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Help for a Young Girl in the Brazilian Jungle

Ronalda was a beautiful ten year old Brazilian girl who lived close to the small town of Humaita on the banks of the Rio Madeira.  In 2001, members of the Scientific Exploration Society met her on board Kota Mama III during the epic voyage along the tributaries leading to the Amazon.  She came with her mother, a sister and brother hoping for some medical help the evening before we were due to move on downstream.

We had a medical team to take care of our needs who were ever ready to give assistance to any local community along the way.  What made Ronalda special was the fact that her brother was suffering from pernicious anaemia, her sister had a withered arm, while she had a double hare lip and cleft palette.  Most of us who were there were horrified that one family could be so unfortunate to have three children with serious medical conditions.  Ronalda had a radiant smile and the most beautiful, appealing eyes in spite of the blemish to her general looks.  Sadly, there was nothing which could be done for any of the family as they all needed long-term treatment and we were just passing through.

None of us could forget her though and on returning to the UK we began to pursue several possibilities.  Ronalda’s condition could be treated but it needed money.  It seemed outrageous that this could be the only stumbling block to her having a real chance in life.  We discovered that an organisation called Smile Train could arrange for her to have the corrective operations by the Sobrapar organisation in Brazil.  Sobrapar’s hospital is located at Campinas, a town near the Atlantic coast of Brazil.  It is many miles from Humaita so the problem was to get her and her mother there.

A fund was set up by my old friend Jim Masters and Society members generously collected over £4000 to cover the costs.  In February 2002 Richard Drax, a presenter for the BBC who had accompanied part of the Kota Mama expedition, flew out to Sao Paolo and travelled up to Ronalda’s village during a tropical storm.  By boat and bus he then journeyed across Brazil with Ronalda and her mother Rosilda to Campinas where Ronalda underwent a series of operations carried out by a Dr Cassio and his team.  As a result, her face is now almost completely recovered.  She needed a couple more operations as she grew up but we tried to keep in touch and help. Alas, we finally lost contact with her.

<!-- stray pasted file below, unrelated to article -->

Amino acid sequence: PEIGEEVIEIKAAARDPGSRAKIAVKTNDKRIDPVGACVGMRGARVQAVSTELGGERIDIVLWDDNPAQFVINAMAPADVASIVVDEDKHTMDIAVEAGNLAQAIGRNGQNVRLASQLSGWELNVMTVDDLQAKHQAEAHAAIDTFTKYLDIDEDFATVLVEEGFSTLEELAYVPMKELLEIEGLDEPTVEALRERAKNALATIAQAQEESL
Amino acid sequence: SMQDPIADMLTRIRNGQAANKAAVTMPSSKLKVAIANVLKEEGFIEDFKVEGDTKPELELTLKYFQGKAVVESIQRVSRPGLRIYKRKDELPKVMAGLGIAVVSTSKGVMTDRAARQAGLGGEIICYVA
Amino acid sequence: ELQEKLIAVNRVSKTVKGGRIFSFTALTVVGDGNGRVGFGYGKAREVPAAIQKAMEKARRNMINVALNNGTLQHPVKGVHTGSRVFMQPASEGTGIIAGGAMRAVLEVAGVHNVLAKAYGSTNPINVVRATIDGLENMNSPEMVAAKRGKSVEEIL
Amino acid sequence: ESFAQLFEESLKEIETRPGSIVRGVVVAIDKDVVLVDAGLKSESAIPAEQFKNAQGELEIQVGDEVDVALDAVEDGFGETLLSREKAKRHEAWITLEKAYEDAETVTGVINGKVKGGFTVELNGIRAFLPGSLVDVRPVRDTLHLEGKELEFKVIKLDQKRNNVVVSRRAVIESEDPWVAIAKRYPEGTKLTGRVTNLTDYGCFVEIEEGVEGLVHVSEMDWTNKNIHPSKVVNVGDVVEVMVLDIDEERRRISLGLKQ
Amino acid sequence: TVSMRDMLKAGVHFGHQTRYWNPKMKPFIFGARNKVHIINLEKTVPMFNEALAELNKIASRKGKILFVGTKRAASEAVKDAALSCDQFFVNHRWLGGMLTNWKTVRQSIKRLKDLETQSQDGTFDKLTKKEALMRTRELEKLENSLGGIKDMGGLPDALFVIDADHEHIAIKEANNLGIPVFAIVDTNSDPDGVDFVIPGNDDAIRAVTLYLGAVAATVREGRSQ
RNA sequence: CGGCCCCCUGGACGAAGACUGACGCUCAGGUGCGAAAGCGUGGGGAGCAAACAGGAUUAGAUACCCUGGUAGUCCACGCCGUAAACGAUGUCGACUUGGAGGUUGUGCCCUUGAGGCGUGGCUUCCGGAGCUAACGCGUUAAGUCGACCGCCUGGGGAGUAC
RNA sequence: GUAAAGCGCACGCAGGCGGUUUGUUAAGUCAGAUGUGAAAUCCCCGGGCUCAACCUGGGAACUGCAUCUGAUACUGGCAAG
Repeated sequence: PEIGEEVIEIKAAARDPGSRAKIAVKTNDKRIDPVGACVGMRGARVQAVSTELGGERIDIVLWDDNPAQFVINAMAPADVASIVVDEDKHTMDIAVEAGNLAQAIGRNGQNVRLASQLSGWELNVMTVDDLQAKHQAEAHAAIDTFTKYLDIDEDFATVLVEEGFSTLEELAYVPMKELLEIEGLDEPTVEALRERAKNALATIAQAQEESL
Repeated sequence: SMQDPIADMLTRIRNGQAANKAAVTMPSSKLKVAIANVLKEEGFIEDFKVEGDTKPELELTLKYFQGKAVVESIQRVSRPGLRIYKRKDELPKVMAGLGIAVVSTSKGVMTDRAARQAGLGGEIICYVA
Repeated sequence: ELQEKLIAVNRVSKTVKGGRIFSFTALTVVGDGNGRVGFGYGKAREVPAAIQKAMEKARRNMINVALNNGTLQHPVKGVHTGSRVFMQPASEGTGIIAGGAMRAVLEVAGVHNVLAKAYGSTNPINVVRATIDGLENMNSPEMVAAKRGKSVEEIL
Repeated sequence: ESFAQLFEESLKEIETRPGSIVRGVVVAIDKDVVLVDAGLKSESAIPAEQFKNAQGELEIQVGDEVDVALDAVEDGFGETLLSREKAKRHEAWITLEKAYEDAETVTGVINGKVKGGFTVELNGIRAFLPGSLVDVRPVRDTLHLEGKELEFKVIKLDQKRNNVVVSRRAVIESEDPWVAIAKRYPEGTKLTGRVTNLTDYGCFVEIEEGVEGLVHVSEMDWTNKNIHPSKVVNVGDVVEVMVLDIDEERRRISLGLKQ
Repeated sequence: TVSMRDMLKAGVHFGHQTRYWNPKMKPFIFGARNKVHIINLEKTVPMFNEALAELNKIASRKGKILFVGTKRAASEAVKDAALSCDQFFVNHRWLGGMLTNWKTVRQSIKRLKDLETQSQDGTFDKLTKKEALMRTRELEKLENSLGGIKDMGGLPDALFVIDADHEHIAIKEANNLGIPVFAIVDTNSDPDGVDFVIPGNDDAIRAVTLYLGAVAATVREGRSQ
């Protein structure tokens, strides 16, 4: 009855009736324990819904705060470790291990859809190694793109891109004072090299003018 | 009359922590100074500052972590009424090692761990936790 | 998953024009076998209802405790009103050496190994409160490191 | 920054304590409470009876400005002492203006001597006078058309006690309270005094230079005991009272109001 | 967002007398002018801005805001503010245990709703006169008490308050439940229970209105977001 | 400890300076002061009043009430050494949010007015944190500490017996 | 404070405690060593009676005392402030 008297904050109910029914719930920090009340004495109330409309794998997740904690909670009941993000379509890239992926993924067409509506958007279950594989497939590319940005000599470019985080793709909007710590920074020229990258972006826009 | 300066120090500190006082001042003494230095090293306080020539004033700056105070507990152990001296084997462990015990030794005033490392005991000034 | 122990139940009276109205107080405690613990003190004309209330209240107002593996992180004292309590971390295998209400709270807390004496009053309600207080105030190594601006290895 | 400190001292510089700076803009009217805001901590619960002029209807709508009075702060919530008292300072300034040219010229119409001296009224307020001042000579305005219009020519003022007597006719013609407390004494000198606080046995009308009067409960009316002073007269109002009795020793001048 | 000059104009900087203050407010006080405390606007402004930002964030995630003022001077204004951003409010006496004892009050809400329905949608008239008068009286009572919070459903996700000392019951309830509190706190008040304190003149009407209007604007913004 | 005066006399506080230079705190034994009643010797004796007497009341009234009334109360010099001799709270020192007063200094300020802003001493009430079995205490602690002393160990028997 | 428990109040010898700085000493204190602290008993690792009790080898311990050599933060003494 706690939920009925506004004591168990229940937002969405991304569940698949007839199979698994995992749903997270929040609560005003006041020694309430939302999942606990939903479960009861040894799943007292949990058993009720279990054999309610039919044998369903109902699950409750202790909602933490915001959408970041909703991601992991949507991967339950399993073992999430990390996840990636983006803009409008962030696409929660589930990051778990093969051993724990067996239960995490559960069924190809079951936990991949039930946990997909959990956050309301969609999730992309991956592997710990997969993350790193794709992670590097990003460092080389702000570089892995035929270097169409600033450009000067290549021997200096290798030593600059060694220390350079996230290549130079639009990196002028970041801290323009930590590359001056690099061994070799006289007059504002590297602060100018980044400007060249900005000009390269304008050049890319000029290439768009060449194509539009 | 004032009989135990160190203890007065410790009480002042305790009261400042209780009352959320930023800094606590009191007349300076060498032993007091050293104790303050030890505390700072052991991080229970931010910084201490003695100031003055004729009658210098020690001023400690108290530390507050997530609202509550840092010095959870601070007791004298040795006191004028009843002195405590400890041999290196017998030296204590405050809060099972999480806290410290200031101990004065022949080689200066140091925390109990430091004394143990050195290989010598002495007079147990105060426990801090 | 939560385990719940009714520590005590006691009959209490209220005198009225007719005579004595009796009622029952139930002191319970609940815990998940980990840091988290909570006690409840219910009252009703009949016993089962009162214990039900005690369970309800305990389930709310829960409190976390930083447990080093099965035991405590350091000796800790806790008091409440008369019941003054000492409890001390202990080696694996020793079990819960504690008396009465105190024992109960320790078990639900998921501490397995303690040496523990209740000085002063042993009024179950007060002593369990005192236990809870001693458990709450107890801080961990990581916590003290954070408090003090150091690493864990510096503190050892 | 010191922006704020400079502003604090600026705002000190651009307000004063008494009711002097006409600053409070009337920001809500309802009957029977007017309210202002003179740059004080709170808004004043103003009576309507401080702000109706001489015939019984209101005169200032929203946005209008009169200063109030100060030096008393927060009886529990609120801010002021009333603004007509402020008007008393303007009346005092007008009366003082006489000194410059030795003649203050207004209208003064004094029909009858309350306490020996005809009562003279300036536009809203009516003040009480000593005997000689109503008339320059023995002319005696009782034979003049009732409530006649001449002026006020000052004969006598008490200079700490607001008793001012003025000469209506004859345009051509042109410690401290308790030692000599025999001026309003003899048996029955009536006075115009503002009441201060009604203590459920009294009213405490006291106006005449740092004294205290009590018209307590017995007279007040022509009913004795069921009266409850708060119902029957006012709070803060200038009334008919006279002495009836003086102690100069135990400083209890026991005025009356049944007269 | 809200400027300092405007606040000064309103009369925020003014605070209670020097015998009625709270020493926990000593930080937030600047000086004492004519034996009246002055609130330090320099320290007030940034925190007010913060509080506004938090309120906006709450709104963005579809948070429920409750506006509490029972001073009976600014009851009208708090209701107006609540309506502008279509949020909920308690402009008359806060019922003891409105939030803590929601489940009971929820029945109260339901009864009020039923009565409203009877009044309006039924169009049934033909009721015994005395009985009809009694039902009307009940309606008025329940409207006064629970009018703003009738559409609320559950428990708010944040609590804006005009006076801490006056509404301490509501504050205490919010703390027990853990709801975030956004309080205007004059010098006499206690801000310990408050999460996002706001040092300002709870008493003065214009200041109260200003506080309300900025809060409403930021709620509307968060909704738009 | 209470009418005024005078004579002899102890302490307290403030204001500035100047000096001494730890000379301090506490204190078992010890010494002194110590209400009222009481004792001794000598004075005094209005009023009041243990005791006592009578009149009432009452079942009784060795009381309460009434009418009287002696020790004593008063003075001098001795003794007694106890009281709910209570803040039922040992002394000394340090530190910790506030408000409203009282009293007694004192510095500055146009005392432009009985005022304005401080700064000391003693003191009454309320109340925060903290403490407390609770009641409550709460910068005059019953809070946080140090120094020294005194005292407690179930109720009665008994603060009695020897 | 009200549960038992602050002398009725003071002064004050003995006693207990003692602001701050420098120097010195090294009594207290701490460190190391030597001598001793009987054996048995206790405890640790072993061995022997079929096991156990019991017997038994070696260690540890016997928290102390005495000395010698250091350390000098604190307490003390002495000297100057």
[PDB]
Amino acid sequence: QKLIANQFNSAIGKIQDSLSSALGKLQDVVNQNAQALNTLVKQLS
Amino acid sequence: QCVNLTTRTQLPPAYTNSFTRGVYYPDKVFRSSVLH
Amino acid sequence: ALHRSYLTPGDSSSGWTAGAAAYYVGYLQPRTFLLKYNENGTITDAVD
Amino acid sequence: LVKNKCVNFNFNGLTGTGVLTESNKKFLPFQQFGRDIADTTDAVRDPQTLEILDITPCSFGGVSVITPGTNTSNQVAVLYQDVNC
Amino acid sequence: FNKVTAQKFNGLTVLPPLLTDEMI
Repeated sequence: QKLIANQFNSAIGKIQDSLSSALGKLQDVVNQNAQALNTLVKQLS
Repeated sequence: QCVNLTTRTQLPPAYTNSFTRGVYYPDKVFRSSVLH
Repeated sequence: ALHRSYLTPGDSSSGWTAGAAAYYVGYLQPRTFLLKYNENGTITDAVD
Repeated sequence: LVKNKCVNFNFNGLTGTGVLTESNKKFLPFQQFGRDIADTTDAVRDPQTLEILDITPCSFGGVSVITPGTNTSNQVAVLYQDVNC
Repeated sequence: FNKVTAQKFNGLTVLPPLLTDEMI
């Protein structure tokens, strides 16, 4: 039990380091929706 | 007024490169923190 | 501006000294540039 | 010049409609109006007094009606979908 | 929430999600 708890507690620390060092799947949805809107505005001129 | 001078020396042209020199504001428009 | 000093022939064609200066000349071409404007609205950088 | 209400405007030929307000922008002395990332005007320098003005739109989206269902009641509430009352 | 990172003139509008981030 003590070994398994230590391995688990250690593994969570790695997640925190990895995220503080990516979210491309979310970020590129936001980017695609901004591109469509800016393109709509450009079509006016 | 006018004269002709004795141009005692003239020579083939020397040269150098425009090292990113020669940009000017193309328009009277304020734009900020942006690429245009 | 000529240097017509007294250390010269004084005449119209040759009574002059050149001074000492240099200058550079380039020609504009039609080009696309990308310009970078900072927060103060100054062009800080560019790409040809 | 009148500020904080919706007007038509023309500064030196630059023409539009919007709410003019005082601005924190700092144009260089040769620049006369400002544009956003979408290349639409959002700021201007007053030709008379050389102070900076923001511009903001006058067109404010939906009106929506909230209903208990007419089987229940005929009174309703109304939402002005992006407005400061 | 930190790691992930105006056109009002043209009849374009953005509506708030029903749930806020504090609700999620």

We have the greatest respect and gratitude for Dr Cassio and his team who were superb in their care and treatment of Ronalda. Sadly Dr Cassio passed away a few years ago but his work goes on.

Richard Drax shot a short film which was screened on TV South and thanks to Viscount Gough, the Society raised over £20,000, some of which was used to assist another child with facial disfigurement in the jungles of Brazil.

Yoli Cipagauta, the SES representative in Latin America continued to seek Ronalda and in 2018 heard that Marcelo Mendes, who was a Captain in the Brazilian Marines and had been our liaison officer on the Kota Mama expedition, was promoted and as a Colonel sent to Manaus in command of the Marines based there.

Thanks to Marcelo’s help we were able to find Ronalda. In October 2018 a Naval officer found her near the village of Humaita. She had married and had a daughter, sadly born with a similar facial disfigurement to Ronalda. However, happily this was corrected at a local hospital. But Ronalda was pregnant and on 10th November gave birth to twin girls, three months early. They had to be raised in an incubator but talking to Ronalda on the phone Yoli learned that very sadly both little girls have died.

Meanwhile the SES Expedition Base has been informing former members of the Kota Mama III expedition, including Richard Drax, now the MP for South Dorset. Yoli is keeping in touch with Ronalda and we have started a small fund to help her. The first £100 has already been raised and we aim to raise a total of £500.

 

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© Colonel John Blashford-Snell CBE DSc(Hon) DEng(hc) FRSGS